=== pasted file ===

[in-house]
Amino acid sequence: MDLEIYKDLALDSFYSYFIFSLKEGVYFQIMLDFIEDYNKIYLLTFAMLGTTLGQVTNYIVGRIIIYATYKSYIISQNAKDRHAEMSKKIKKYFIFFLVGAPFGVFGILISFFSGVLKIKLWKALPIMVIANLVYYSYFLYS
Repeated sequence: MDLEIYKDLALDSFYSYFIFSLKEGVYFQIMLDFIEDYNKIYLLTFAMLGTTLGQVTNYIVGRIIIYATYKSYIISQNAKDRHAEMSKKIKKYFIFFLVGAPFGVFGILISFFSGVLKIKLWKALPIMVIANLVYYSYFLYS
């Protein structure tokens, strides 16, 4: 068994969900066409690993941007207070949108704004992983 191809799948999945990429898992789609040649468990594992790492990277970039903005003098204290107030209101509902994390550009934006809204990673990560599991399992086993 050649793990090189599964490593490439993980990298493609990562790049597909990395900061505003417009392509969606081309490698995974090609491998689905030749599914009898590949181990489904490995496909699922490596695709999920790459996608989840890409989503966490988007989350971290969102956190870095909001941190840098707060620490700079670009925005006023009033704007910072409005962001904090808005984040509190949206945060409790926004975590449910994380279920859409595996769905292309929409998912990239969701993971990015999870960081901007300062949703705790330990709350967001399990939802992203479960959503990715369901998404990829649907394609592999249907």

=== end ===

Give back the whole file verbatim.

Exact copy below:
[in-house]
Amino acid sequence: MDLEIYKDLALDSFYSYFIFSLKEGVYFQIMLDFIEDYNKIYLLTFAMLGTTLGQVTNYIVGRIIIYATYKSYIISQNAKDRHAEMSKKIKKYFIFFLVGAPFGVFGILISFFSGVLKIKLWKALPIMVIANLVYYSYFLYS
Repeated sequence: MDLEIYKDLALDSFYSYFIFSLKEGVYFQIMLDFIEDYNKIYLLTFAMLGTTLGQVTNYIVGRIIIYATYKSYIISQNAKDRHAEMSKKIKKYFIFFLVGAPFGVFGILISFFSGVLKIKLWKALPIMVIANLVYYSYFLYS
């Protein structure tokens, strides 16, 4: 068994969900066409690993941007207070949108704004992983 191809799948999945990429898992789609040649468990594992790492990277970039903005003098204290107030209101509902994390550009934006809204990673990560599991399992086993 050649793990090189599964490593490439993980990298493609990562790049597909990395900061505003417009392509969606081309490698995974090609491998689905030749599914009898590949181990489904490995496909699922490596695709999920790459996608989840890409989503966490988007989350971290969102956190870095909001941190840098707060620490700079670009925005006023009033704007910072409005962001904090808005984040509190949206945060409790926004975590449910994380279920859409595996769905292309929409998912990239969701993971990015999870960081901007300062949703705790330990709350967001399990939802992203479960959503990715369901998404990829649907394609592999249907």